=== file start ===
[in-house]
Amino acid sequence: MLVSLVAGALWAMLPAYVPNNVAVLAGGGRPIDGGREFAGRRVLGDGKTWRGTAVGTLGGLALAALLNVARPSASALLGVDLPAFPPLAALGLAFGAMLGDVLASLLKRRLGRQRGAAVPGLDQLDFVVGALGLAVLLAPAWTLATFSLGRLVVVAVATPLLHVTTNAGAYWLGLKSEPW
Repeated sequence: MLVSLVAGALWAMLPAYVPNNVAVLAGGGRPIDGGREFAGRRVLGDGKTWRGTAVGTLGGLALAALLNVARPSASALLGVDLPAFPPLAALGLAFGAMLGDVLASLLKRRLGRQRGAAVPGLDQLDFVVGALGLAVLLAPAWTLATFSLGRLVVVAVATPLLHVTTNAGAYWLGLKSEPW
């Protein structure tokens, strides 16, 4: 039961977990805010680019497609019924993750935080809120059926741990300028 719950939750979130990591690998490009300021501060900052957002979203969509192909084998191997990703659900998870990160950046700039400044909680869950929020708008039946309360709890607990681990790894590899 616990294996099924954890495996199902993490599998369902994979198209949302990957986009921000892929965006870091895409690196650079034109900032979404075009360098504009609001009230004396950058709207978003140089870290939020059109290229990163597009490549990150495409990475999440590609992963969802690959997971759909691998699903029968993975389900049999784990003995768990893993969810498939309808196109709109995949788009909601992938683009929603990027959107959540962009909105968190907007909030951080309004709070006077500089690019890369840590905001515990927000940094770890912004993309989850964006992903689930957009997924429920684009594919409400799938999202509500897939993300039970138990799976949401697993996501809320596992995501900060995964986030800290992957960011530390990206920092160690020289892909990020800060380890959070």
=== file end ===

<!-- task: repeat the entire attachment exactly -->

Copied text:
[in-house]
Amino acid sequence: MLVSLVAGALWAMLPAYVPNNVAVLAGGGRPIDGGREFAGRRVLGDGKTWRGTAVGTLGGLALAALLNVARPSASALLGVDLPAFPPLAALGLAFGAMLGDVLASLLKRRLGRQRGAAVPGLDQLDFVVGALGLAVLLAPAWTLATFSLGRLVVVAVATPLLHVTTNAGAYWLGLKSEPW
Repeated sequence: MLVSLVAGALWAMLPAYVPNNVAVLAGGGRPIDGGREFAGRRVLGDGKTWRGTAVGTLGGLALAALLNVARPSASALLGVDLPAFPPLAALGLAFGAMLGDVLASLLKRRLGRQRGAAVPGLDQLDFVVGALGLAVLLAPAWTLATFSLGRLVVVAVATPLLHVTTNAGAYWLGLKSEPW
């Protein structure tokens, strides 16, 4: 039961977990805010680019497609019924993750935080809120059926741990300028 719950939750979130990591690998490009300021501060900052957002979203969509192909084998191997990703659900998870990160950046700039400044909680869950929020708008039946309360709890607990681990790894590899 616990294996099924954890495996199902993490599998369902994979198209949302990957986009921000892929965006870091895409690196650079034109900032979404075009360098504009609001009230004396950058709207978003140089870290939020059109290229990163597009490549990150495409990475999440590609992963969802690959997971759909691998699903029968993975389900049999784990003995768990893993969810498939309808196109709109995949788009909601992938683009929603990027959107959540962009909105968190907007909030951080309004709070006077500089690019890369840590905001515990927000940094770890912004993309989850964006992903689930957009997924429920684009594919409400799938999202509500897939993300039970138990799976949401697993996501809320596992995501900060995964986030800290992957960011530390990206920092160690020289892909990020800060380890959070």